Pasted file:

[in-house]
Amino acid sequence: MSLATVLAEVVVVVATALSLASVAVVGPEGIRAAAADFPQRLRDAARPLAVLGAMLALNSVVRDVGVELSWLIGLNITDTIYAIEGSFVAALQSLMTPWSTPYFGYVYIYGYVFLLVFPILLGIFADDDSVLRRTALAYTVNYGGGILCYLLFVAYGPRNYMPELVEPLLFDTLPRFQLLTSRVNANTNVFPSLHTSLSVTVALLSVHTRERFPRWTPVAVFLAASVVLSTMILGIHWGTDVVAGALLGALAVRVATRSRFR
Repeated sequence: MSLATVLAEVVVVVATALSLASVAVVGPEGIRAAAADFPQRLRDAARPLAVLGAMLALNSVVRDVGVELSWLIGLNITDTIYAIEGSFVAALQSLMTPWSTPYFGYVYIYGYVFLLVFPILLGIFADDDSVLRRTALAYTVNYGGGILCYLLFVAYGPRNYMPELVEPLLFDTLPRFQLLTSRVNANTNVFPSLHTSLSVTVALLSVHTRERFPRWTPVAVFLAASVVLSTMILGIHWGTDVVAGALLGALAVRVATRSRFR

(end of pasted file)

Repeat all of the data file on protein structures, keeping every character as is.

[in-house]
Amino acid sequence: MSLATVLAEVVVVVATALSLASVAVVGPEGIRAAAADFPQRLRDAARPLAVLGAMLALNSVVRDVGVELSWLIGLNITDTIYAIEGSFVAALQSLMTPWSTPYFGYVYIYGYVFLLVFPILLGIFADDDSVLRRTALAYTVNYGGGILCYLLFVAYGPRNYMPELVEPLLFDTLPRFQLLTSRVNANTNVFPSLHTSLSVTVALLSVHTRERFPRWTPVAVFLAASVVLSTMILGIHWGTDVVAGALLGALAVRVATRSRFR
Repeated sequence: MSLATVLAEVVVVVATALSLASVAVVGPEGIRAAAADFPQRLRDAARPLAVLGAMLALNSVVRDVGVELSWLIGLNITDTIYAIEGSFVAALQSLMTPWSTPYFGYVYIYGYVFLLVFPILLGIFADDDSVLRRTALAYTVNYGGGILCYLLFVAYGPRNYMPELVEPLLFDTLPRFQLLTSRVNANTNVFPSLHTSLSVTVALLSVHTRERFPRWTPVAVFLAASVVLSTMILGIHWGTDVVAGALLGALAVRVATRSRFR